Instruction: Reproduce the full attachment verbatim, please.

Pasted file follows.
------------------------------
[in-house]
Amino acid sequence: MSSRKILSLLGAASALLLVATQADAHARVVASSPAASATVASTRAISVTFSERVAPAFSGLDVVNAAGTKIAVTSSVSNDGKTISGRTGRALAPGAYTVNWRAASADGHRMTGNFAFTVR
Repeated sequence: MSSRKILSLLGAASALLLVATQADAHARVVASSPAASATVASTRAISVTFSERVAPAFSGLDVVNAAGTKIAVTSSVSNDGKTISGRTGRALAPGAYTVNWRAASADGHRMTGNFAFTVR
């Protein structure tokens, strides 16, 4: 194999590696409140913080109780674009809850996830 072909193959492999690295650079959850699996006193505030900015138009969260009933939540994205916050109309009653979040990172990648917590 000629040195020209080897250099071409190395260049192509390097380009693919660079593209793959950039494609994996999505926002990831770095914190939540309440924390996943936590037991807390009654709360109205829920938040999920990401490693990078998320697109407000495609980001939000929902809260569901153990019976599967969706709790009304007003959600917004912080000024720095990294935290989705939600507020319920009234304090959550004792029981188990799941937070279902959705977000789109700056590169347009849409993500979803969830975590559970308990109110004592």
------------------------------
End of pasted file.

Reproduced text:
[in-house]
Amino acid sequence: MSSRKILSLLGAASALLLVATQADAHARVVASSPAASATVASTRAISVTFSERVAPAFSGLDVVNAAGTKIAVTSSVSNDGKTISGRTGRALAPGAYTVNWRAASADGHRMTGNFAFTVR
Repeated sequence: MSSRKILSLLGAASALLLVATQADAHARVVASSPAASATVASTRAISVTFSERVAPAFSGLDVVNAAGTKIAVTSSVSNDGKTISGRTGRALAPGAYTVNWRAASADGHRMTGNFAFTVR
């Protein structure tokens, strides 16, 4: 194999590696409140913080109780674009809850996830 072909193959492999690295650079959850699996006193505030900015138009969260009933939540994205916050109309009653979040990172990648917590 000629040195020209080897250099071409190395260049192509390097380009693919660079593209793959950039494609994996999505926002990831770095914190939540309440924390996943936590037991807390009654709360109205829920938040999920990401490693990078998320697109407000495609980001939000929902809260569901153990019976599967969706709790009304007003959600917004912080000024720095990294935290989705939600507020319920009234304090959550004792029981188990799941937070279902959705977000789109700056590169347009849409993500979803969830975590559970308990109110004592």